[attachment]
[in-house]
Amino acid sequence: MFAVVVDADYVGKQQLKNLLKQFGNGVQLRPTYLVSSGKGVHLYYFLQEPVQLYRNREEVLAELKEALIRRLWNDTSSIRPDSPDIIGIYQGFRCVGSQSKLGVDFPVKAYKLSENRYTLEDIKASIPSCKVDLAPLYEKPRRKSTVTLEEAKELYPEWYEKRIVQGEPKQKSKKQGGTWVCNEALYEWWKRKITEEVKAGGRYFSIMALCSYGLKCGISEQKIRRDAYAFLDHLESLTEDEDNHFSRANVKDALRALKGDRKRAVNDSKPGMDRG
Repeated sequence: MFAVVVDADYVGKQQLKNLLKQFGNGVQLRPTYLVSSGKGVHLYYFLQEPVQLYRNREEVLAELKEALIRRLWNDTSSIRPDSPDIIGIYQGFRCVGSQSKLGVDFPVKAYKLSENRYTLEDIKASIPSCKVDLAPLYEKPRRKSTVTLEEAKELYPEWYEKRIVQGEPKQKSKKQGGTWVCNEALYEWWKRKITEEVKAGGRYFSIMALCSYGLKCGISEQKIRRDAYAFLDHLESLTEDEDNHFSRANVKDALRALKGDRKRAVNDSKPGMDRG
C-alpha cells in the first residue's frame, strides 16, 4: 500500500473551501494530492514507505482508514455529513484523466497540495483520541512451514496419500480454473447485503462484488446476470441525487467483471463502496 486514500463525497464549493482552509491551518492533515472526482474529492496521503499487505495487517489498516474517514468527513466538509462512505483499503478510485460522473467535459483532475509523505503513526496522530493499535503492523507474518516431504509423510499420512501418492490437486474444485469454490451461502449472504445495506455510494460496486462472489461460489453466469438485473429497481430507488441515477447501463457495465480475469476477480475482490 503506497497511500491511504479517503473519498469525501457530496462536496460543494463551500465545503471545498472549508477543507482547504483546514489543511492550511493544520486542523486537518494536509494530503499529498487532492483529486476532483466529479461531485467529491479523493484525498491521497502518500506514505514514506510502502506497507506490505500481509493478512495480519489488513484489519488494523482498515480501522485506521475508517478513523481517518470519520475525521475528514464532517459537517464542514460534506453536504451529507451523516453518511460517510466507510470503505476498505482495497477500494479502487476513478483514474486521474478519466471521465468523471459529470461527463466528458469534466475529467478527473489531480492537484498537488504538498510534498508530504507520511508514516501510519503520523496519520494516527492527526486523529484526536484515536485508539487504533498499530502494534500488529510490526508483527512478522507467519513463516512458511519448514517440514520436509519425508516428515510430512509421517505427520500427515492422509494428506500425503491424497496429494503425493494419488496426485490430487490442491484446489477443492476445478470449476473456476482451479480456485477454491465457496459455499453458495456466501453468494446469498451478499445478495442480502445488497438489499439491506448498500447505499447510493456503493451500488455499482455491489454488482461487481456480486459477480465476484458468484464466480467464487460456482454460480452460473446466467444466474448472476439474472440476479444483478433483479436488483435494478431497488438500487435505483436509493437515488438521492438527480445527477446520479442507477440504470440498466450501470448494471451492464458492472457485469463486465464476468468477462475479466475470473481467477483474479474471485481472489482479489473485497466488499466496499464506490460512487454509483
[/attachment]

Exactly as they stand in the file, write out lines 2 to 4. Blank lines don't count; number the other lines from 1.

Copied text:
Amino acid sequence: MFAVVVDADYVGKQQLKNLLKQFGNGVQLRPTYLVSSGKGVHLYYFLQEPVQLYRNREEVLAELKEALIRRLWNDTSSIRPDSPDIIGIYQGFRCVGSQSKLGVDFPVKAYKLSENRYTLEDIKASIPSCKVDLAPLYEKPRRKSTVTLEEAKELYPEWYEKRIVQGEPKQKSKKQGGTWVCNEALYEWWKRKITEEVKAGGRYFSIMALCSYGLKCGISEQKIRRDAYAFLDHLESLTEDEDNHFSRANVKDALRALKGDRKRAVNDSKPGMDRG
Repeated sequence: MFAVVVDADYVGKQQLKNLLKQFGNGVQLRPTYLVSSGKGVHLYYFLQEPVQLYRNREEVLAELKEALIRRLWNDTSSIRPDSPDIIGIYQGFRCVGSQSKLGVDFPVKAYKLSENRYTLEDIKASIPSCKVDLAPLYEKPRRKSTVTLEEAKELYPEWYEKRIVQGEPKQKSKKQGGTWVCNEALYEWWKRKITEEVKAGGRYFSIMALCSYGLKCGISEQKIRRDAYAFLDHLESLTEDEDNHFSRANVKDALRALKGDRKRAVNDSKPGMDRG
C-alpha cells in the first residue's frame, strides 16, 4: 500500500473551501494530492514507505482508514455529513484523466497540495483520541512451514496419500480454473447485503462484488446476470441525487467483471463502496 486514500463525497464549493482552509491551518492533515472526482474529492496521503499487505495487517489498516474517514468527513466538509462512505483499503478510485460522473467535459483532475509523505503513526496522530493499535503492523507474518516431504509423510499420512501418492490437486474444485469454490451461502449472504445495506455510494460496486462472489461460489453466469438485473429497481430507488441515477447501463457495465480475469476477480475482490 503506497497511500491511504479517503473519498469525501457530496462536496460543494463551500465545503471545498472549508477543507482547504483546514489543511492550511493544520486542523486537518494536509494530503499529498487532492483529486476532483466529479461531485467529491479523493484525498491521497502518500506514505514514506510502502506497507506490505500481509493478512495480519489488513484489519488494523482498515480501522485506521475508517478513523481517518470519520475525521475528514464532517459537517464542514460534506453536504451529507451523516453518511460517510466507510470503505476498505482495497477500494479502487476513478483514474486521474478519466471521465468523471459529470461527463466528458469534466475529467478527473489531480492537484498537488504538498510534498508530504507520511508514516501510519503520523496519520494516527492527526486523529484526536484515536485508539487504533498499530502494534500488529510490526508483527512478522507467519513463516512458511519448514517440514520436509519425508516428515510430512509421517505427520500427515492422509494428506500425503491424497496429494503425493494419488496426485490430487490442491484446489477443492476445478470449476473456476482451479480456485477454491465457496459455499453458495456466501453468494446469498451478499445478495442480502445488497438489499439491506448498500447505499447510493456503493451500488455499482455491489454488482461487481456480486459477480465476484458468484464466480467464487460456482454460480452460473446466467444466474448472476439474472440476479444483478433483479436488483435494478431497488438500487435505483436509493437515488438521492438527480445527477446520479442507477440504470440498466450501470448494471451492464458492472457485469463486465464476468468477462475479466475470473481467477483474479474471485481472489482479489473485497466488499466496499464506490460512487454509483